By Todd Strandberg
Across the Middle East, people weary of repression, poverty, and corruption have taken to the streets, calling for revolution and reform. Since most dictators only envision their subjects as having absolute adoration for them, the sight of massive crowds calling for their downfall must come as a huge shock.
The first to go was Tunisian leader Zine El Abidine Ben Ali. He fled to Jeddah, Saudi Arabia, in mid-January. Some reports say he had a stroke, fell into a coma, and may have died.
Egyptian President Hosni Mubarak has managed a more graceful retirement from office. After conceding to protesters, he settled in the Egyptian Red Sea coast resort town of Sharm El-Sheikh.
Many of the Persian Gulf states have managed to hold on to power by offering up token concessions to their countrymen:
- Bahrain - The nation of Bahrain has reshuffled its cabinet. Bahrain's king has decided to give $2,650 to each family on the Gulf island.
- Kuwait - The ruler of Kuwait has announced the distribution of $4 billion and free food for 14 months to all citizens. Each of the 1.12 million native citizens will get $3,572 in cash until March 31, 2012.
- Algeria - President Abdelaziz Bouteflika said the state of emergency, in force for the past 19 years, is to be lifted. The announcement followed pressure from government opponents who demanded the emergency powers be scrapped.
- Saudi Arabia - King Abdallah returned to Saudi Arabia after recovering from back surgery. He immediately announced $10.7 billion in benefits. The king also said he would give a 15-percent pay raise to state workers, fight inflation, and provide more money for housing and studying abroad.
The unrest in Libya has been the bloodiest. Gadhafi has ordered his military to fire on protestors. He even had jets bomb unarmed crowds. The foreign minister of Italy, Franco Frattini, said more than a thousand people have been killed in the uprising so far.
The death toll may climb dramatically higher before Gadhafi is removed from power. He has already proven himself to be a cold-blooded killer. Some of the statements made in recent days have reinforced the long-held belief that he is mentally unstable.
When rumors circulated that he may have fled the country, Gadhafi made an address while sitting in a car, holding an umbrella out the door.
“I am here to show that I am in Tripoli and not in Venezuela. Don't believe those misleading dog stations.”In one speech, Col. Gadhafi told Libyans that the protesters were fueled by drinks spiked with hallucinogenic drugs and were acting on the orders of Osama bin Laden.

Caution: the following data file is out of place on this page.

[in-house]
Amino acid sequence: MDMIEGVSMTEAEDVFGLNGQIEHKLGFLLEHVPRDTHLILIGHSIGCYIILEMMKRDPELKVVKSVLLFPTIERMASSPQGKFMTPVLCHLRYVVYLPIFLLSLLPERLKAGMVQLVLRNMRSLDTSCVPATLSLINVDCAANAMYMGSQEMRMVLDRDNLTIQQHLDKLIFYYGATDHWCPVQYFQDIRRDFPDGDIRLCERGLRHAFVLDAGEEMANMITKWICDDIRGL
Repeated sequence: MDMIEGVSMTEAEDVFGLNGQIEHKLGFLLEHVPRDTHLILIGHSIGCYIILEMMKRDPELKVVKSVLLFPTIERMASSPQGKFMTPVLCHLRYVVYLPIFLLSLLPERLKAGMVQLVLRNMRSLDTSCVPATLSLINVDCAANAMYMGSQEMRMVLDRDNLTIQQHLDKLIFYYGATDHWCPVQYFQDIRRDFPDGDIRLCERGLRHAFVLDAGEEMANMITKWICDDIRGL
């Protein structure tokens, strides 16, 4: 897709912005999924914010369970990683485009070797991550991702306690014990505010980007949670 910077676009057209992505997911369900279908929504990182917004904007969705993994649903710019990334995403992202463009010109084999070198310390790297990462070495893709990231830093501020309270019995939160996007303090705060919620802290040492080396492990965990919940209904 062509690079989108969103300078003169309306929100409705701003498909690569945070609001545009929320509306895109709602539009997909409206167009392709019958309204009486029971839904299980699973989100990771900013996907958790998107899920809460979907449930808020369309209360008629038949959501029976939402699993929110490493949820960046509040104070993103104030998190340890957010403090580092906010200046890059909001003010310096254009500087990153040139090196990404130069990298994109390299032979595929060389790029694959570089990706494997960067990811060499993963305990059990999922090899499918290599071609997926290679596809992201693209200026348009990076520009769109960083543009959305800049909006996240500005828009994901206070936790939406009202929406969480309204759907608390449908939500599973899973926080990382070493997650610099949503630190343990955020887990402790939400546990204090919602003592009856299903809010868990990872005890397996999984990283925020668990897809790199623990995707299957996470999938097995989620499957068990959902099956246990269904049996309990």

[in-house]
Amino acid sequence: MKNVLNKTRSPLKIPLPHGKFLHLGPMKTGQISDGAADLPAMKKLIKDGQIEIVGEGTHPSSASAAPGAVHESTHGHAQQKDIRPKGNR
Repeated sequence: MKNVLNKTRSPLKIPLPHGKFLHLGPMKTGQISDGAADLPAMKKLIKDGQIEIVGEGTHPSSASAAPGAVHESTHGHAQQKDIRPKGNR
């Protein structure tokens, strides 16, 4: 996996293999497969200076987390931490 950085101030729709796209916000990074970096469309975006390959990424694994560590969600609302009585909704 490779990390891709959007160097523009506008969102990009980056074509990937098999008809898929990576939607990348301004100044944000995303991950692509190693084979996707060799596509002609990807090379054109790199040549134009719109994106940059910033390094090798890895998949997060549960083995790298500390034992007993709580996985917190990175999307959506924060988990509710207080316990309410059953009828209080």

“Their ages are 17. They give them pills at night, they put hallucinatory pills in their drinks, their milk, their coffee, their Nescafe,” he said in a telephone interview with Libyan state television.
Speaking from a historic fort overlooking Green Square, Col. Gadhafi told a paid group of supporters to strike against protesters, saying “retaliate against them, retaliate against them,” and “dance, sing and prepare. Prepare to defend Libya , to defend the oil, dignity, and independence.”
As the crowd waved flags, Gadhafi said:
“I am in the middle of the people in the Green Square. … This is the people that love Moammar Gadhafi. If the people of Libya and the Arabs and Africans don’t love Moammar Gadhafi, then Moammar Gadhafi does not deserve to live.”Times might be tough for dictators, but don’t look for a wave of freedom to sweep over the Middle East. The most likely course is for the situation to go from bad to worse. The political void may soon be filled by Islamic militants. Compared to them, Hosni Mubarak and Moammar Gadhafi might as well be George Washington and Abraham Lincoln. During the past few decades, they maintained a peace with Israel.
The upheaval is very bad news for Israel. Since Bible prophecy predicts that someday the Jewish state is going to be attacked by several of her Arab neighbors, stability has been Israel’s friend. The changes we are seeing now could be an indication that time is running out.
With Qaddafi 'In the Bunker,' U.S. Officials Split on Mental Health of Libya's 'Mad Dog' - FOX News
Oman protests intensify as Sultan struggles to appease demonstrators - Christian Science Monitor
Bahrain prince seeks dialogue amid protests - France24
Kuwait key opposition group calls for PM ouster - Breitbart.com
Could the next Mideast uprising happen in Saudi Arabia? - Washington Post